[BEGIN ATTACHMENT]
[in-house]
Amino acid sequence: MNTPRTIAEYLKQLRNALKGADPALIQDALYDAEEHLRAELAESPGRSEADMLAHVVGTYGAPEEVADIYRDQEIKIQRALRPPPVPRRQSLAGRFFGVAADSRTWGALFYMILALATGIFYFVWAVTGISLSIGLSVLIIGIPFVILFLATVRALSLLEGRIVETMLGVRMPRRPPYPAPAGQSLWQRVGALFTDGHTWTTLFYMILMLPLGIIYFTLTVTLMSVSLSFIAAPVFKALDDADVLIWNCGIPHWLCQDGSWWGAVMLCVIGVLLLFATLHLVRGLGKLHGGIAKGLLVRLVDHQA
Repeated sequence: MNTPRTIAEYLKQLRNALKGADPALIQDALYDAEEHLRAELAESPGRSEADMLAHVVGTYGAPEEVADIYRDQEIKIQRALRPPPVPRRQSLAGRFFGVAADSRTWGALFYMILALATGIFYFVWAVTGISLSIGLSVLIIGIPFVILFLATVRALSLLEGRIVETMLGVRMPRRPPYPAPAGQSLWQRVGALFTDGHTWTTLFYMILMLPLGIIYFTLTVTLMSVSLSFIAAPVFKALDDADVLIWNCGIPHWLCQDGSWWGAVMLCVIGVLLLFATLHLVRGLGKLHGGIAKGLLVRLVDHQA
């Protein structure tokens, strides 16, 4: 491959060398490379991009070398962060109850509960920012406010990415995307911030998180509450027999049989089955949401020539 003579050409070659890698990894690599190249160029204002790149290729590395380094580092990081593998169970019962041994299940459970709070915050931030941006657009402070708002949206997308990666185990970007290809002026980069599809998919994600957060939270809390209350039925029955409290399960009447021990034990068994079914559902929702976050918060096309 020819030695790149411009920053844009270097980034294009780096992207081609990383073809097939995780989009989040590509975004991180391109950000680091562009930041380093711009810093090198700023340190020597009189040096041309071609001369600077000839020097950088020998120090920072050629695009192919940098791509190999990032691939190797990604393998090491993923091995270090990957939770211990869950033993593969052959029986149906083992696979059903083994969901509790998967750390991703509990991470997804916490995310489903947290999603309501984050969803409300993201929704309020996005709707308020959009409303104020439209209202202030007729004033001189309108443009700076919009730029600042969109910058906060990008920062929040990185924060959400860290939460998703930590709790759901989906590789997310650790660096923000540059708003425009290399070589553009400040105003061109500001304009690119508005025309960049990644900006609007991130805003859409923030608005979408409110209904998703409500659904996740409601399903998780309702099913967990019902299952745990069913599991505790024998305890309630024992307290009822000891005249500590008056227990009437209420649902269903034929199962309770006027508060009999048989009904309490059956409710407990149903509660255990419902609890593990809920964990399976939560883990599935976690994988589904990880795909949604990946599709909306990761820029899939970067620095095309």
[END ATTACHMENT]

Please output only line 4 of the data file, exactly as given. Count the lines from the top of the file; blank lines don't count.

């Protein structure tokens, strides 16, 4: 491959060398490379991009070398962060109850509960920012406010990415995307911030998180509450027999049989089955949401020539 003579050409070659890698990894690599190249160029204002790149290729590395380094580092990081593998169970019962041994299940459970709070915050931030941006657009402070708002949206997308990666185990970007290809002026980069599809998919994600957060939270809390209350039925029955409290399960009447021990034990068994079914559902929702976050918060096309 020819030695790149411009920053844009270097980034294009780096992207081609990383073809097939995780989009989040590509975004991180391109950000680091562009930041380093711009810093090198700023340190020597009189040096041309071609001369600077000839020097950088020998120090920072050629695009192919940098791509190999990032691939190797990604393998090491993923091995270090990957939770211990869950033993593969052959029986149906083992696979059903083994969901509790998967750390991703509990991470997804916490995310489903947290999603309501984050969803409300993201929704309020996005709707308020959009409303104020439209209202202030007729004033001189309108443009700076919009730029600042969109910058906060990008920062929040990185924060959400860290939460998703930590709790759901989906590789997310650790660096923000540059708003425009290399070589553009400040105003061109500001304009690119508005025309960049990644900006609007991130805003859409923030608005979408409110209904998703409500659904996740409601399903998780309702099913967990019902299952745990069913599991505790024998305890309630024992307290009822000891005249500590008056227990009437209420649902269903034929199962309770006027508060009999048989009904309490059956409710407990149903509660255990419902609890593990809920964990399976939560883990599935976690994988589904990880795909949604990946599709909306990761820029899939970067620095095309």